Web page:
For instance, when Mark Kerwin of the Museum of Fine Arts came before the board in September, alarmed that an office tower proposed by nearby Wentworth Institute of Technology would seasonally cast a shadow over the museum’s main entrance, Jones cut Kerwin off after his allotted two minutes to speak were up.
“Questions?” he then asked fellow board members.
As usual, there were none. Less than a minute later, they voted unanimously to approve the 18-story tower, brushing aside Kerwin’s request for a study of whether it would diminish one of Boston’s iconic sculptures, “Appeal to the Great Spirit,” the Native American on horseback that has greeted museum visitors for generations.
BRA board members appear not to have much of a behind-the-scenes role either: Their official e-mail accounts, reviewed by the Globe, contain almost no discussion of BRA business — or anything else.
Foster, the board’s vice chairman, acknowledges that the board is passive, but he said that is because the BRA staff does its job so well, often working with developers over months or even years to resolve neighborhood concerns. For instance, the staff held numerous community meetings about the office tower near the MFA.
“By the time it comes to us, it’s all vetted. The community has had its say,” said Foster, the only board member who agreed to discuss the broad range of the board’s work. “We sometimes ask some questions, but in 99 percent [of the cases] all of our questions have been answered.”
The BRA staff, led by MIT-trained planner Kairos Shen, is respected for its competence, and it follows a policy of not allowing projects to come before the board until all major issues have been addressed, including those raised at community meetings. Meade said it is not uncommon to pull projects off the board agenda at the last minute when new issues crop up.
But the staff works under exceptionally close supervision from Menino, whose aides regularly sit in on meetings with BRA staffers and who in the past has been involved in selecting architectural details such as the design for the top of a skyscraper. And there is little question where BRA staff loyalties lie: 25 of the 44 top-paid employees are Menino campaign contributors, campaign finance records show.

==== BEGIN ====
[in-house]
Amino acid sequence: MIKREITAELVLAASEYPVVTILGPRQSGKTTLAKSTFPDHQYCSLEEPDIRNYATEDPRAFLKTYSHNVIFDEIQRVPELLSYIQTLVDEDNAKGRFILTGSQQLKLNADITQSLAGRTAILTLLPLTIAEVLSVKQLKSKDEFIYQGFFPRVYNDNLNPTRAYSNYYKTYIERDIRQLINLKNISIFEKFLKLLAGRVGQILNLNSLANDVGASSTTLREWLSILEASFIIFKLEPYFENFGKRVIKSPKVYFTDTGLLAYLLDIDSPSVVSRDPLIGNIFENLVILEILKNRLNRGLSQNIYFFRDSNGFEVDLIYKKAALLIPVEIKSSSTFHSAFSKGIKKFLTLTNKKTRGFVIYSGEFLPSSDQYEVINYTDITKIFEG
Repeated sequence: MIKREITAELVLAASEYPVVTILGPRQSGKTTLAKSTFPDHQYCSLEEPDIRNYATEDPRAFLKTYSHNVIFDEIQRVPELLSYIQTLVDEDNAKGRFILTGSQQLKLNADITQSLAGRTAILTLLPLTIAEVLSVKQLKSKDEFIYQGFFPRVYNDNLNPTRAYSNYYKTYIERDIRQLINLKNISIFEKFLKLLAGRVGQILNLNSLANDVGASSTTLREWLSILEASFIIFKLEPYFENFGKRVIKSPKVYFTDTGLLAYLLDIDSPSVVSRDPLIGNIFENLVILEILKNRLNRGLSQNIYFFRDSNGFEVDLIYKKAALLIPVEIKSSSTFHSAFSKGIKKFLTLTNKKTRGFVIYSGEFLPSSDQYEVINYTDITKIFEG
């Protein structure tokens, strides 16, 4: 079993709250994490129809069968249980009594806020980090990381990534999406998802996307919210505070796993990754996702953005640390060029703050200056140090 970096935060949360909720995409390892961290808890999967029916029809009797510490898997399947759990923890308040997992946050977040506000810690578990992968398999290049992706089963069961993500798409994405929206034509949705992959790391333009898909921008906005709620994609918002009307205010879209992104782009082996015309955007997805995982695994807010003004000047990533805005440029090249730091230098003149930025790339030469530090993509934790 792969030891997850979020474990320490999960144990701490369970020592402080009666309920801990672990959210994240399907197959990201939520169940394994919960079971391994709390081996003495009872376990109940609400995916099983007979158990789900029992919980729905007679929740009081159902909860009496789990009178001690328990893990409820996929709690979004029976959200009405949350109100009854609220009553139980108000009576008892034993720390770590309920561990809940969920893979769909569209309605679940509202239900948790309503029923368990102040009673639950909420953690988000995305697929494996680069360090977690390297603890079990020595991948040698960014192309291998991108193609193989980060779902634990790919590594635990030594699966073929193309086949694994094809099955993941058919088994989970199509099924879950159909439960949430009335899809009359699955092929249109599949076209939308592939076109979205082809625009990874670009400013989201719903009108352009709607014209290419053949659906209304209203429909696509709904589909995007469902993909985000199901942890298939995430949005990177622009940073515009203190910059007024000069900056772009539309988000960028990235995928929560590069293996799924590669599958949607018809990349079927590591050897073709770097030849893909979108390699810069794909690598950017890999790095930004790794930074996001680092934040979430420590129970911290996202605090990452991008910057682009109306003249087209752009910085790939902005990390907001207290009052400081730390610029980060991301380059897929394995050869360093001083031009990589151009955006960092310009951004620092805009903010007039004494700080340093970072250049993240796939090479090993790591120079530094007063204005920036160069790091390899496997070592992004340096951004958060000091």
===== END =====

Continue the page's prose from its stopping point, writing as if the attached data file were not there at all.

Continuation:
Menino has said criticisms about his micromanaging of development “make me crazy,” but he has poked fun at himself for his outsized role. In a memorable 2011 video spoof, Menino played the role of godfather Vito Corleone advising disappointed developer Don Chiofaro how to win approval for a waterfront office tower, something that eluded Chiofaro during years of clashes with the mayor.
“Why did you go to the BRA?” Menino asks Chiofaro, stroking a stuffed cat for effect. “Why didn’t you come to me first?”
It was funny, but it contained an essential truth developers figured out years ago, which is why senior BRA staff would sometimes learn about new projects when they were summoned to Menino’s fifth-floor office at City Hall and found the developer already sitting there. Developers even coined a verb, to be “Chiofaro-ed,” meaning to turn the mayor against your project.
Meanwhile, Menino insiders such as his close friend Henry Kara, his campaign treasurer Harry Collings, and James Greene, whose wife is a paid political consultant to the mayor, all have emerged as major figures representing developers before the BRA during the Menino years.
Collings, a former senior BRA official, holds the distinction of shepherding one of Boston’s largest housing projects in years through the BRA in near-record time. At Collings’s urging, the BRA approved 503 new units for the AvalonBay condo project on Nashua Street in February in just 89 days, while similar projects sometimes take years to win approval.
A promise goes astray
Menino, the self-styled “urban mechanic” who never moved out of his modest Readville home as he climbed the political ladder, has long stressed the creation of housing for average people an important goal. In 2000, he signed a groundbreaking executive order requiring most major residential developers to set aside some units in their projects for households making middle incomes and below.
By 2006, he had issued three more executive orders expanding the affordable housing investments he was requiring from developers. The rules in effect today require major developers to set aside 13 percent of their units for households making roughly $72,000 a year or less. If developers don’t want to do that, Menino allows them make a contribution to the affordable housing fund big enough to build the affordable units elsewhere.